According to FanGraphs, C.J. Wilson was the ninth-most valuable reliever in baseball in 2009 after accumulating 2.0 wins above replacement (WAR). He appeared in 73 games, tossed 73.2 innings and posted a 2.81 ERA, 10.3 K/9, and 3.9 BB/9. Following the season, the Texas Rangers reportedly agreed to C.J.'s request that he be allowed to compete as a starting pitcher during spring training in 2010.
Most die-hard Rangers fans (including many of you who responded to Joey's Sunday questions on November 8th) believe that Wilson should remain in the bullpen. After all, Wilson proved to be a very reliable pitcher in what proved to be a very effective bullpen in 2009. In theory, removing Wilson from the team's 2010 bullpen would likely weaken that unit. Being a bit of a contrarian, I wanted to get a better look at whether "C.J. -- Starting Pitcher" is as crazy as it sounds. Below are answers to what I believe to be key questions regarding C.J.'s proposed career change.
QUESTION NO. 1 -- IS C.J. AN INDISPENSIBLE COMPONENT OF THE RANGERS BULLPEN?
Wilson was the Rangers' most valuable reliever in 2009, outpacing Darren O'Day (1.4 WAR), Frank Francisco (1.1 WAR) and Neftali Feliz (1.1 WAR) for the honor. The year before, Wilson was one of the bullpen's least effective relievers at -0.4 WAR in 46 innings. He was a 1.0 WAR pitcher in 68 innings in 2007 and a 0.2 WAR pitcher in 44 innings in 2006. Like most relievers not named Mariano, it is difficult to predict whether C.J. will be irreplaceable, useful, or a disaster pitching out of the 'pen in 2010.
Concerns about losing the bullpen's one reliable left-handed reliever seem unfounded, since Wilson was not really used as a situational lefty in 2009. Almost all of his appearances came in the eighth or ninth innings, and he faced almost twice as many right-handed batters (185) as left-handed ones (97). In theory, Feliz (if he remains in the bullpen), O'Day, or Dustin Nippert could fill C.J.'s late-inning role in 2010 without having problems arise due to their being right-handed. In addition, Matt Harrison, Kasey Kiker, A.J. Murray, Zach Phillips, Corey Young, Michael Kirkman, and Beau Jones all appear to be viable candidates to fill in if left-handed relievers are needed in Arlington.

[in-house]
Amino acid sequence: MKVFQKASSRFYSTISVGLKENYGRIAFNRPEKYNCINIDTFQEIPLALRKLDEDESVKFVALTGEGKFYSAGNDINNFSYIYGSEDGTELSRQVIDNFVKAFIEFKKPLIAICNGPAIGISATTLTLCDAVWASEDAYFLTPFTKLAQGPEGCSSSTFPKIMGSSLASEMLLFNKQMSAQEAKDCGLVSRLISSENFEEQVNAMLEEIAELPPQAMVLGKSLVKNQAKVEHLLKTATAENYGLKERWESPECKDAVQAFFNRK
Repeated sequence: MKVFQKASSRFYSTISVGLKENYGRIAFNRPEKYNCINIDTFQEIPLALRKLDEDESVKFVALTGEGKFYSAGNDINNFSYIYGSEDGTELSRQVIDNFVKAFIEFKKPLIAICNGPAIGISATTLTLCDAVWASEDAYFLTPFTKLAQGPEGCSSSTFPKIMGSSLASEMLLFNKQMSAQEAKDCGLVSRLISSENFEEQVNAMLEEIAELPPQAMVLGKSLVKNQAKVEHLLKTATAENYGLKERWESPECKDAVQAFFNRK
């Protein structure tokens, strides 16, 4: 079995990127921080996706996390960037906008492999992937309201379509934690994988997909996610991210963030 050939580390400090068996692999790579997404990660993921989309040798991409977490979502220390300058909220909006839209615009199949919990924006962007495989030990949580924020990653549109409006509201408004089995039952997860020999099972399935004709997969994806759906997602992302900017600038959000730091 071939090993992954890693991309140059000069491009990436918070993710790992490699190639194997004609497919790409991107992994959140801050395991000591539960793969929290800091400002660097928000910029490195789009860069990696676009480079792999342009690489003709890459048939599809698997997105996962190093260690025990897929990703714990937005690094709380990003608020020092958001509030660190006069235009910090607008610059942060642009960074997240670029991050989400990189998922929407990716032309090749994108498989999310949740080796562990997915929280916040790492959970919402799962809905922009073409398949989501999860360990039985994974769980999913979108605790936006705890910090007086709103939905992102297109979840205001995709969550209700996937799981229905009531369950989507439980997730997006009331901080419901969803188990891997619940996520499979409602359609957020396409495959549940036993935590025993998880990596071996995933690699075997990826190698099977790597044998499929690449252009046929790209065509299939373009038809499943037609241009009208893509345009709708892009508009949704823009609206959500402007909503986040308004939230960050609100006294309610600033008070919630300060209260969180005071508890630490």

Answer: Making C.J. a starter will reduce the talent available for the 'pen in 2010, but it seems unlikely that Wilson's presence is required for the Rangers' bullpen to be a good one.
QUESTION NO. 2: COULD C.J. BE AN EFFECTIVE STARTING PITCHER?
Adam Wainwright did it. So did Ryan Dempster. And how different would the 2009 Rangers have been without Scott Feldman working every fifth day? Although not a common occurrence, relief pitchers can succeed while making the switch to the starting rotation.
The transition for both Wainwright and Dempster appears to have been simplified by the fact that they were three-pitch relievers. Wainwright's pitch mix (55% fastball/18% slider/20% curveball) remained unchanged when he switched from relieving to starting in 2007. Likewise, Dempster's pitch selection and usage changed very little between his time as a closer (2005-2007) and a starter (50-60% fastball/30% slider/15% change-up).
Feldman's transition from the bullpen to the rotation required that he add a cut fastball to reduce his reliance on his four-seam fastball from 75 percent as a reliever to 55 percent as a starter. In his two years as a starter, Feldman has thrown his cutter roughly 23 percent of the time and his curveball roughly 19 percent of the time while mixing in an occasional slider or change-up.
In 2009, Wilson relied primarily upon his fastball (70%) and slider (19%). Both pitches rated as above average with values of 0.92 wins and 0.42 wins per 100 times thrown. According to FanGraphs, Wilson began throwing a cut fastball in 2009 that rates as an above-average pitch (0.34 wins/100 times thrown). He apparently used the pitch around five percent of the time, which is reminiscent of Scott Feldman's cutter usage in 2008. He will likely need to use his new pitch at least 10 percent of the time in order to bring his fastball usage down into the 60-65 percent range that most starters use.